Enforcement News: SEC Obtains TRO and Asset Freeze Against Cryptomining and Trading CompanyPrint Article
- Posted on: May 11 2022
By: Jeffrey M. Haber
On May 6, 2022, the Securities and Exchange Commission (“SEC” or the “Commission”) announced (here) the filing of fraud charges against MCC International Corp. (“MCC”), which does business as Mining Capital Coin Corp., its founders Luiz Carlos Capuci, Jr. (“Capuci”) and Emerson Souza Pires (“Pires”), and two other entities controlled by Capuci, CPTLCoin Corp. (“CPTLCoin”) and Bitchain Exchanges (“Bitchain”), in connection with the unregistered offerings and fraudulent sales of investment plans called mining packages to thousands of investors. According to the SEC’s complaint (here), Defendants MCC, Capuci, and Pires allegedly received in excess of $8.1 million from the sale of the mining packages and $3.2 million in initiation fees. On April 21, 2022, the United States District Court for the Southern District of Florida issued a temporary restraining order against all defendants and an order freezing defendants’ assets, among other relief.
[Ed. Note: Cryptomining is the process of obtaining crypto rewards in exchange for verifying crypto transactions on distributed ledgers. Stated differently, cryptomining is the process by which new digital currencies are entered into circulation.1 Networks use the process to confirm new transactions.2It is a critical component of a blockchain ledger’s maintenance and development.3]
According to the SEC, since at least January 2018, MCC, Capuci, and Pires sold mining packages to tens of thousands of investors worldwide and promised daily returns of 1 percent, paid weekly, for a period of up to 52 weeks. MCC also allegedly represented that the weekly profits were a result of “profit sharing” and that MCC earned profits from its operations involving cryptocurrency mining, trading stocks and foreign exchange, and trading cryptocurrency on digital asset trading platforms through the use of arbitrage trading and semi-automatic robotic trading.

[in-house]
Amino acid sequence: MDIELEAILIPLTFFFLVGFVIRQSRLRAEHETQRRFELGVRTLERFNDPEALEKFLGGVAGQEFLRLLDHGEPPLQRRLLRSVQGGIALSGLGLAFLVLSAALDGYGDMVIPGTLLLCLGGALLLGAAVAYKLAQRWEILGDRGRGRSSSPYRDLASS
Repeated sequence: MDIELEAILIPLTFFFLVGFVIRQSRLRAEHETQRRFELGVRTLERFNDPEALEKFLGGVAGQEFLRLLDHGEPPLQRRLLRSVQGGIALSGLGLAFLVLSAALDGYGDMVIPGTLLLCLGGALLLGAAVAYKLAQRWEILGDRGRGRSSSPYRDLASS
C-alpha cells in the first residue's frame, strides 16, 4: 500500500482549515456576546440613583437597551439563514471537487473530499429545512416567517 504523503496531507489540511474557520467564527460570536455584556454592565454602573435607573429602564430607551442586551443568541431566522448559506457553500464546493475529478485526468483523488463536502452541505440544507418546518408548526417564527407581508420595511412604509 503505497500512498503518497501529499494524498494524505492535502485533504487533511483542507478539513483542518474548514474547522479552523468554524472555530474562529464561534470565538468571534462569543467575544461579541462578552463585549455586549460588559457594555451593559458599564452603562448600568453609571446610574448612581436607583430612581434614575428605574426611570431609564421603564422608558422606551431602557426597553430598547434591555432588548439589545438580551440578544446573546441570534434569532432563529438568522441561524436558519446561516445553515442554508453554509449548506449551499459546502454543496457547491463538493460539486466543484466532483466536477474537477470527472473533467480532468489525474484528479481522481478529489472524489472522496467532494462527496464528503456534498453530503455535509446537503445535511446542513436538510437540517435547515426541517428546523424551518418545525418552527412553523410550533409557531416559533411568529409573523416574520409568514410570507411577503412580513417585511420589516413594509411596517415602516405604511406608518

The SEC also alleged that, in its early days, investors were promised returns in Bitcoin, but later defendants required investors to withdraw their investments in tokens called Capital Coin (“CPTL”), which was MCC’s own token. In addition, the SEC alleged that investors were required to redeem their CPTL on Bitchain, a fake crypto asset trading platform Capuci created and managed. However, when investors tried to liquidate their CPTL on Bitchain before their one-year memberships expired, they encountered purported errors that stymied their efforts and were required to either buy another mining package or forfeit their investments.
“As the complaint alleges, Capuci and Pires took every opportunity to extract more money from unsuspecting investors on false promises of outlandish returns and used investor funds raised from this fraudulent scheme to fund a lavish lifestyle, including purchasing Lamborghinis, yachts, and real estate,” said A. Kristina Littman, Chief of the SEC Enforcement Division’s Crypto Assets and Cyber Unit. “The restraining order and asset freeze helps preserve investor assets and puts a stop to the defendants’ alleged ongoing fraudulent enterprise.”
The SEC’s complaint charges defendants with violating the registration and anti-fraud provisions of the Securities Act of 1933, the Securities Exchange Act of 1934 (“Exchange Act”), and Capuci and Pires with control person liability on behalf of MCC under the Exchange Act. The SEC seeks injunctions against future securities law violations, disgorgement, civil penalties, and officer and director bars against Capuci and Pires.
Jeffrey M. Haber is a partner and co-founder of Freiberger Haber LLP.
This article is for informational purposes and is not intended to be and should not be taken as legal advice.
- Hong, Euny, “How Does Bitcoin Mining Work?”, Investopedia (Updated May 5, 2022) (here).